ANDt was the same throughout the game. Talk about half a fly for his agility and vision, and someone with big hands and a crooked nose will take a long gulp of beer before straightening you out. In those days, the words “fancy dan” or “luxury item” could be used. Now it will be “game plan”, “defensive solidity” or some other mood-destroying excuse for why talent alone cannot be trusted.
For example, in the late 1970s and early 1980s in Ireland you were either a fan of Tony Ward or an Ollie Campbell fan. Both were great riders, but only one of them could start. It was a similar story when England had to choose between Rob Andrew and Stuart Barnes. Roundheads vs. Cavaliers. Glass half empty or half full. After a while, it becomes less of a sporting debate and more of a soul-baring symbol of your whole personality. Finn Russell guy? I thought so.
In a way, it’s comforting that it still matters so much to so many people. This is certainly one of the reasons why rugby remains as fascinating as ever. In cricket and football, such arguments are more easily fooled. Just slide so-and-so down to four or play buddy a little wider. In rugby, sometimes one of the main quarterbacks can be moved to 12. But everyone knows that a man wearing 10 is first among equals.
So get down there Owen Farrell, Marcus Smith and George Ford. You are all extremely talented. There’s only one problem: no matter how well you play, millions of people will believe someone else could do it better. Among them, unfortunately, is the coach of the England national team. Whether or not you win on Saturday, the beginning quickly becomes even more difficult.
Perceptions can also change rapidly. As late as last fall, Gregor Townsend seemed determined to pick anyone other than Russell to carry the 10 for Scotland. Now, if the Lions Test team played on Saturday, Russell would be chosen by most people to start there. Scotland may or may not beat Ireland on Sunday, but they wouldn’t trade their mischievous baton for anyone.
So England have a dilemma that goes far beyond the outcome of Saturday’s “Le Crunch” (all media copyright) against France at Twickenham. Everyone knows that selection does not depend solely on talent. The balance of the team, opponents, weather, tactics and last form must be taken into account. Above all, however, the flying position is the position that shows your level of intention. And as the game begins to move towards creative “playmakers” who can make the unexpected happen, this becomes more and more important.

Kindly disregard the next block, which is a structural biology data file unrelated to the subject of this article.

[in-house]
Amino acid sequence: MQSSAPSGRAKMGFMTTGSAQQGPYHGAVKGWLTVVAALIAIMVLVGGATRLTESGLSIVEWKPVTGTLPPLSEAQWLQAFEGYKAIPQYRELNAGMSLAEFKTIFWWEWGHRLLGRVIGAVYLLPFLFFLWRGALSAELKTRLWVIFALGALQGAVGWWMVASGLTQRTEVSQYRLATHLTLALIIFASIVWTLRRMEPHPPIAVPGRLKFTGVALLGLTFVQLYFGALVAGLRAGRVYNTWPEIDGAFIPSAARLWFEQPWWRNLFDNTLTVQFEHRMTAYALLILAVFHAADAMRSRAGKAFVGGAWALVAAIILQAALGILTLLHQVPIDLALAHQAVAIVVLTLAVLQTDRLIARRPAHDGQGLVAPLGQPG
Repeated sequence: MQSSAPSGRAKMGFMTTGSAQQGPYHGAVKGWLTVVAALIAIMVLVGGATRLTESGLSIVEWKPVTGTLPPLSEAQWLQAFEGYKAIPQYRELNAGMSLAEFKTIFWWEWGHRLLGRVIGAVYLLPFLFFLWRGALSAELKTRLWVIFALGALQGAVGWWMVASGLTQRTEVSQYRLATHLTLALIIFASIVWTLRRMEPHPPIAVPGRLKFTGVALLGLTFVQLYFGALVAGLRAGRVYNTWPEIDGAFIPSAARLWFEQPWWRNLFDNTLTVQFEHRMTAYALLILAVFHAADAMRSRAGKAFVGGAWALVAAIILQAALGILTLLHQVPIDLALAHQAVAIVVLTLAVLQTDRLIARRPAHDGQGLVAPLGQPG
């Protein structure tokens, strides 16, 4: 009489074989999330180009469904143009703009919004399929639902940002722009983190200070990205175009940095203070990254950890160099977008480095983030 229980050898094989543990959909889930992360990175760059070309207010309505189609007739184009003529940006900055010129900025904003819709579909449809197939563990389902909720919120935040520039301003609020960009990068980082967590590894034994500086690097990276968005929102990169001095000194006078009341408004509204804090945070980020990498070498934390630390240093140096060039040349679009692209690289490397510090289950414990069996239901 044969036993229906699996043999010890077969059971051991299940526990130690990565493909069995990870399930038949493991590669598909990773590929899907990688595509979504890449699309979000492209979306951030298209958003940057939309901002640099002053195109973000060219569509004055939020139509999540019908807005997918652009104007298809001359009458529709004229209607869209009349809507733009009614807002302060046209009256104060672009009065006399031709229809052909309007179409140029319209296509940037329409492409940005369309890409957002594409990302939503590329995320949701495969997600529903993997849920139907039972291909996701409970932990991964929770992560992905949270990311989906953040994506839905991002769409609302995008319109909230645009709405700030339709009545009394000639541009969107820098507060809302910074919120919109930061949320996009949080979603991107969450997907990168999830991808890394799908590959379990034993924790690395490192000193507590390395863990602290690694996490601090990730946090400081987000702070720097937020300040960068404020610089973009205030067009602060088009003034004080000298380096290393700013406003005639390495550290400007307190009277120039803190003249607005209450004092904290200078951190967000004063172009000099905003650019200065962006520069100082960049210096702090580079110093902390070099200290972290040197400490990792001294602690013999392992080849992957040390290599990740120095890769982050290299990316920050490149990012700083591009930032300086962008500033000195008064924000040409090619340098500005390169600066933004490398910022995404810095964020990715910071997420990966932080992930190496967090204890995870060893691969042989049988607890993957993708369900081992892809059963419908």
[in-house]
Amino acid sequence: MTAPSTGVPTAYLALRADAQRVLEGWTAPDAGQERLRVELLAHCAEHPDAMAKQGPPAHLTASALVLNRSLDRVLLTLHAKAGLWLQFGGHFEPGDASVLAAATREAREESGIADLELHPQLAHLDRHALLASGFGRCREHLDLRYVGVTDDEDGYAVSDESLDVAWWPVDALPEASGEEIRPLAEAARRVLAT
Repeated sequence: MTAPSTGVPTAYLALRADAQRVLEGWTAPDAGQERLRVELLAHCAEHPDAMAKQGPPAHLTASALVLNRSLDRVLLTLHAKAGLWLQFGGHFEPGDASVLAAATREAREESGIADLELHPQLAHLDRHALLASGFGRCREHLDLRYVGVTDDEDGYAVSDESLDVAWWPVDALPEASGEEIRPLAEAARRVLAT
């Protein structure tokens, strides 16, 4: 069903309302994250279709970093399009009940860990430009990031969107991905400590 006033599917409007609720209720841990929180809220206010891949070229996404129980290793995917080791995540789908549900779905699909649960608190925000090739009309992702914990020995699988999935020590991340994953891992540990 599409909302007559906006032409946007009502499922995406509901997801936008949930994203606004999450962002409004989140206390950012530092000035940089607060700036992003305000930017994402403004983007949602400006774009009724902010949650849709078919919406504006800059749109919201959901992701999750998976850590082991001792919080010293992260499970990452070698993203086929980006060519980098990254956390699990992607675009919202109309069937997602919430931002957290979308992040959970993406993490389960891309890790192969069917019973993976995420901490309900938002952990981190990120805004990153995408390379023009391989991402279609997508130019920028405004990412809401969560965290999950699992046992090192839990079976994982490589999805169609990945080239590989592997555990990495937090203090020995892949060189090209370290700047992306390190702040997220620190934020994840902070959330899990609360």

Pick a 10 whose first instinct is to kick long and often and the other teams will know exactly what’s coming. Pick 10 that are reluctantly flat on the profit line and your options shrink again. Top 10s keep opposing sidekicks guessing with their volatility, cunning, and speed of thinking. Dan Carter rarely made his way through other test teams, but due to his range of skills, he planted crucial doubts in the minds of others and created additional space as a result.
France, ironically, has a similar dilemma. Romain Ntamack, still only 23 years old, is a top operator, but his peer, Matthieu Jalibert, just three months older than Smith, may be even more classy. Attempted to play with them at 10 and 12, but Jonathan Danty, when fit, is an established first choice inside. After a couple of so-so French away appearances at the Six Nations, it might not be the worst time to invite Jalibert to plug in his guitar this weekend and get carried away.
Steve Borthwick has so far gone the other way and named Farrell his captain. Everyone knows what you get from Farrell. What a fighter, what a competitor. As his former English semi-scrum partner Danny Care said to a few of us over the weekend, “It’s hard not to pick Owen…he’s such a good leader and he’s in charge.”
But Care also saw Smith first hand against Exeter at Twickenham on Saturday and can see the sheer brilliance when he sees it. “If he continues to play like this, you can’t ignore him. I’m not a coach but I think you have to go and attack the French team. I don’t think you can sit back and kick everything. I would choose a team that can play fast and aggressive rugby. If I was a coach, he’d be on my team.
If that England pack was currently equipped to fight their way to World Cup glory this fall, Farrell might just be your man. But at some stage they will have to offer a bit more. We still don’t really know how England would have turned out had they really backed Smith to call shots on 10 with a simple option of 12 off him.
This is a complex dilemma and it is still impossible to please everyone. From a tactical point of view, a capable Ford should never be underestimated. But sometimes, in rugby and in life, it pays to trust your own eyes. If he looks, finds space, and kicks like the world’s best half, chances are it’s one. This is what Smith looked like on Saturday, to the point where England should be building their entire future around him. End.